Personnel with the Air Force Technical Applications Center’s Detachment 1 paid a visit to Patrick AFB, Fla., with a WC-135 Constant Phoenix aircraft to allow base personnel to tour the specially configured platform, announced Patrick officials on Nov. 6. Members of the detachment, based at Offutt AFB, Neb., control the nuclear-monitoring equipment onboard the Air Force’s two Constant Phoenix airframes. Offutt’s 45th Reconnaissance Squadron operates them. The WC-135s, in the inventory since 1965, are the only US airplanes that collect air samples to detect radioactive elements in the atmosphere as part of US compliance monitoring of international arms control agreements. The jet that visited Patrick on Oct. 25 was the one that flew missions to monitor radioactive emissions from the damaged Fukushima nuclear power plant after a devastating earthquake and tsunami hit northern Japan in March 2011. Those samples “enabled our scientists to develop plume models that provided scientific evidence for senior leaders to make critical decisions regarding the evacuation of Americans in Japan,” said Lt. Col. John Baycura, detachment commander. (Patrick report by Susan A. Romano)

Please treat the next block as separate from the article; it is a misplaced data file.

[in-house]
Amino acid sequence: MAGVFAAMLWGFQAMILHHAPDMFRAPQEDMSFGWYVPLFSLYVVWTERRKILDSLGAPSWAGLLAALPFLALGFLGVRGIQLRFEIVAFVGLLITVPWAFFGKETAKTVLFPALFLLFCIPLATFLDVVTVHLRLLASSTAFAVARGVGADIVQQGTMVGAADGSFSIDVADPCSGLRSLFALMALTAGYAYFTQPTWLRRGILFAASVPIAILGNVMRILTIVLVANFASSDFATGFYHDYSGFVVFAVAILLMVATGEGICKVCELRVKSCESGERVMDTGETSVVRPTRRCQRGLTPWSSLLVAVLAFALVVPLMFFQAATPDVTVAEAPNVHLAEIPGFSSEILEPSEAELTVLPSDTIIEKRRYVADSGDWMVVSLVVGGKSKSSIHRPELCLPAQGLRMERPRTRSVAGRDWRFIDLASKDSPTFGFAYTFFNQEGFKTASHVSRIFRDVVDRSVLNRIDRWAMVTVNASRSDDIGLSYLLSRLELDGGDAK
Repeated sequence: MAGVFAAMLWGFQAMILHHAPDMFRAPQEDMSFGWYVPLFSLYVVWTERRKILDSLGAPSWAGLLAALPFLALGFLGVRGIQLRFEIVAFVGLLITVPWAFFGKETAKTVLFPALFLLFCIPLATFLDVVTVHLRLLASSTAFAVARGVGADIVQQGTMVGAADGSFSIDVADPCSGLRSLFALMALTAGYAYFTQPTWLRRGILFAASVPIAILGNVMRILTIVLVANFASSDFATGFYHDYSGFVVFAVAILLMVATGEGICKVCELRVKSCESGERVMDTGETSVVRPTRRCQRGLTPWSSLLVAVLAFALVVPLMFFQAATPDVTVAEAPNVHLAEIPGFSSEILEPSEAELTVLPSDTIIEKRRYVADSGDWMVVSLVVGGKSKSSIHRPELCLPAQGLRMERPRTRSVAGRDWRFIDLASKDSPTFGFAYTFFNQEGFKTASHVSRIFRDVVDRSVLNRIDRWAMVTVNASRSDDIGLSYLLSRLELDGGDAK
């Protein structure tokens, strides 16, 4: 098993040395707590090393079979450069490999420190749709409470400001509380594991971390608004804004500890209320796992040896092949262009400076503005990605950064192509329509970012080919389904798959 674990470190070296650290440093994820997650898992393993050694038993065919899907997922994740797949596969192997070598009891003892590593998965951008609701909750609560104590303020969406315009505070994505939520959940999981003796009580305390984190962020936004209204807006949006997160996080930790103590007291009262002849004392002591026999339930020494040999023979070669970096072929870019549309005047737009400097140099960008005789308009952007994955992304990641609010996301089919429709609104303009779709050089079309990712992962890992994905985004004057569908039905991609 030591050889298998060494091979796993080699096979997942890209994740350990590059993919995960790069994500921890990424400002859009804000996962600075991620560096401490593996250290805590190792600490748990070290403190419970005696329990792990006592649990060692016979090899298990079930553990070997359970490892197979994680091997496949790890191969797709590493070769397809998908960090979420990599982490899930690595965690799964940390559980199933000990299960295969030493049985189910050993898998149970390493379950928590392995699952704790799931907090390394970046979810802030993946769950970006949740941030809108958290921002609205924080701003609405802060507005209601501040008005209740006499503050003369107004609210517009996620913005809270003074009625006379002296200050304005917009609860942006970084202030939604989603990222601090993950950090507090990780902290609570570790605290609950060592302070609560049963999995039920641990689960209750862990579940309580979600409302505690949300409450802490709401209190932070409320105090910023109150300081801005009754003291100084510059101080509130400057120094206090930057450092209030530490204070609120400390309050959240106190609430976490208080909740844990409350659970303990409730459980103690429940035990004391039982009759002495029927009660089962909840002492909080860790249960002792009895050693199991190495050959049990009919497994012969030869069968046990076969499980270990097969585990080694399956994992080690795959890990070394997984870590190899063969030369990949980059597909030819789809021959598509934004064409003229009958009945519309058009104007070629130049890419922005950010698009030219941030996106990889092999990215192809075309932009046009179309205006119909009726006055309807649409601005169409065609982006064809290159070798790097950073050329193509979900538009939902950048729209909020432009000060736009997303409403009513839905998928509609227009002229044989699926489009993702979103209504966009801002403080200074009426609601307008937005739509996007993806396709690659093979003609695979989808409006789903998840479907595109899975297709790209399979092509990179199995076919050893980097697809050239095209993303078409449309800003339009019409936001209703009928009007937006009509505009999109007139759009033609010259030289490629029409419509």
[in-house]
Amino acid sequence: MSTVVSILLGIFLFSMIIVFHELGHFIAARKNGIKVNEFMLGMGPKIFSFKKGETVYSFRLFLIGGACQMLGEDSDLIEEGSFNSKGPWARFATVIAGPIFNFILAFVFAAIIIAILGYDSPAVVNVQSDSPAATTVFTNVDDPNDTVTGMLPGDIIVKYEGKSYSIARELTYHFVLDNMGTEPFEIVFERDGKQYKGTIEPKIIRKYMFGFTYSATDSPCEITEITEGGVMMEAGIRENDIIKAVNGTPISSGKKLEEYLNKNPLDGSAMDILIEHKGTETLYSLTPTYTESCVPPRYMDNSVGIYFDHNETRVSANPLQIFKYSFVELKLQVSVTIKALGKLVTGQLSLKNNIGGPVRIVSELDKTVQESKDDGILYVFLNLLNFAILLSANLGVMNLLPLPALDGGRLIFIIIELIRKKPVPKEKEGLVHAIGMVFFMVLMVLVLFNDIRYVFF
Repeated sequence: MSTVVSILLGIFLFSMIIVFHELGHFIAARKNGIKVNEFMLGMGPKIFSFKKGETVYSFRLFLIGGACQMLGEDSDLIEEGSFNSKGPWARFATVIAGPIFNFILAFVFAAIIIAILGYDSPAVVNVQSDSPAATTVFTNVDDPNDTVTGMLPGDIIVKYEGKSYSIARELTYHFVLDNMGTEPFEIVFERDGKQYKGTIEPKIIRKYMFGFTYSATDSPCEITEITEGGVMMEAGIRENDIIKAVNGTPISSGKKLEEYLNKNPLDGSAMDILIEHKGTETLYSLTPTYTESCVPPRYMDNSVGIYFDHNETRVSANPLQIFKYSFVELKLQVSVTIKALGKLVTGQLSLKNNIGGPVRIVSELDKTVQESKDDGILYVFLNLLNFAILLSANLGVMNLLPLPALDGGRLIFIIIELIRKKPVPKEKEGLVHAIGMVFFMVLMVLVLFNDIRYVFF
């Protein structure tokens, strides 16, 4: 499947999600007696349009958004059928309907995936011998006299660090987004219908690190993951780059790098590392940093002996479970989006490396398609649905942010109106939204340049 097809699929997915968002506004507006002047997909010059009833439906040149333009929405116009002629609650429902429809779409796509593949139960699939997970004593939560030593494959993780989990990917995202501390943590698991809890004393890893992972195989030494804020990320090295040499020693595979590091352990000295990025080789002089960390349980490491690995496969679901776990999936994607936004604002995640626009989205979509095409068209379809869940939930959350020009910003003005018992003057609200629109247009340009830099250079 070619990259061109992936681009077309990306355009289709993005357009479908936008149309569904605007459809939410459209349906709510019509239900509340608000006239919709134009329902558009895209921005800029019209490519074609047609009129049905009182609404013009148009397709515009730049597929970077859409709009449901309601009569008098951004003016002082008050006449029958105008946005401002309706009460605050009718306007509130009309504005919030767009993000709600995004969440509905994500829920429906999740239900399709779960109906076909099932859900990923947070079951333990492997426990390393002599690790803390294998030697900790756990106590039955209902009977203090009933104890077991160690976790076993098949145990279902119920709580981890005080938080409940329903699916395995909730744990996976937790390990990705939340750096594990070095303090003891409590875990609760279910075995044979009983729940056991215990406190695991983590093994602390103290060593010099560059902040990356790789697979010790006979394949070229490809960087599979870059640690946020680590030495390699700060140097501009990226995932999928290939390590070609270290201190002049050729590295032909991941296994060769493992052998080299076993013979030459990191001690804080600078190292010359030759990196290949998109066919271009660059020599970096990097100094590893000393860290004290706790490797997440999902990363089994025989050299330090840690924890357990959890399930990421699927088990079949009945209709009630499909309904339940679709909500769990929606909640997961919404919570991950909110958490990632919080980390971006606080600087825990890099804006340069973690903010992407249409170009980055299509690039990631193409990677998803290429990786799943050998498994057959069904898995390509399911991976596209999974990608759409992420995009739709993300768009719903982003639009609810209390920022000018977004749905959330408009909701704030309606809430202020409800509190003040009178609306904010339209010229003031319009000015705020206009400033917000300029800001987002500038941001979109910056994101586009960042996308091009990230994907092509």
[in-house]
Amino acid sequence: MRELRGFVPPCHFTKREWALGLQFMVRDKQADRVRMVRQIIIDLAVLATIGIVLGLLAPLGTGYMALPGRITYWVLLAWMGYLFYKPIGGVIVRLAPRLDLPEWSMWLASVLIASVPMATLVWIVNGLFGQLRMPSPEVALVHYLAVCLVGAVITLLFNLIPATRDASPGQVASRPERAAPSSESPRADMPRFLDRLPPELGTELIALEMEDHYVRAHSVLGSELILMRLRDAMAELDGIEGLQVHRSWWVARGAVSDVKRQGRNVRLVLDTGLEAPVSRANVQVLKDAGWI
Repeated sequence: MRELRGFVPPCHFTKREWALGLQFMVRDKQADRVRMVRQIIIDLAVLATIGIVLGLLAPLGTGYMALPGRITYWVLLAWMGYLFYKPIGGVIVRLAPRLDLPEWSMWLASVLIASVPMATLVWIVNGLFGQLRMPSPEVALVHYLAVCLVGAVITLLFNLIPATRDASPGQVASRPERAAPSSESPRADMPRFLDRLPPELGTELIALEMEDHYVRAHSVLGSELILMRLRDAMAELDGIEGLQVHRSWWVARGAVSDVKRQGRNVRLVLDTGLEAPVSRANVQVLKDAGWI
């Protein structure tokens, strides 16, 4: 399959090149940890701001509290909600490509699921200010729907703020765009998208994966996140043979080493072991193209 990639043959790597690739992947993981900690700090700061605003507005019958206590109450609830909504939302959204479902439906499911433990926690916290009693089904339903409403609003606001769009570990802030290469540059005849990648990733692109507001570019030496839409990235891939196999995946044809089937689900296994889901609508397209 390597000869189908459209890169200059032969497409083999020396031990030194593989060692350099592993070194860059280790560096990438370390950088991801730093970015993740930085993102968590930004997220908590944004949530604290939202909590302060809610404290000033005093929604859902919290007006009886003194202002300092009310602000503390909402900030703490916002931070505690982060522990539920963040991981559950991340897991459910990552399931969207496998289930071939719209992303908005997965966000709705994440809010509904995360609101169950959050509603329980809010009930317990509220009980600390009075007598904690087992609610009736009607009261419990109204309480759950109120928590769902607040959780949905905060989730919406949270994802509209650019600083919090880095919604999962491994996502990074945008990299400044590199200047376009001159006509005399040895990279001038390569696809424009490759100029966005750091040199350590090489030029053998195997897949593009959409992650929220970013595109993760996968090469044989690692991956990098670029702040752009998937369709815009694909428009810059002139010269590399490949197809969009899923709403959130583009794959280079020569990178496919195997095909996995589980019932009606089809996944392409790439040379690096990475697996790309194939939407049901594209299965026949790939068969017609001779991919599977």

The Air Force overall reduced its size by 120 aircraft in fiscal year 2021, but kept about the same number of fighter, bomber and attack aircraft, according to data supplied by the service. The F-35 fleet saw the biggest increase while the B-1B bomber fleet saw the largest decline.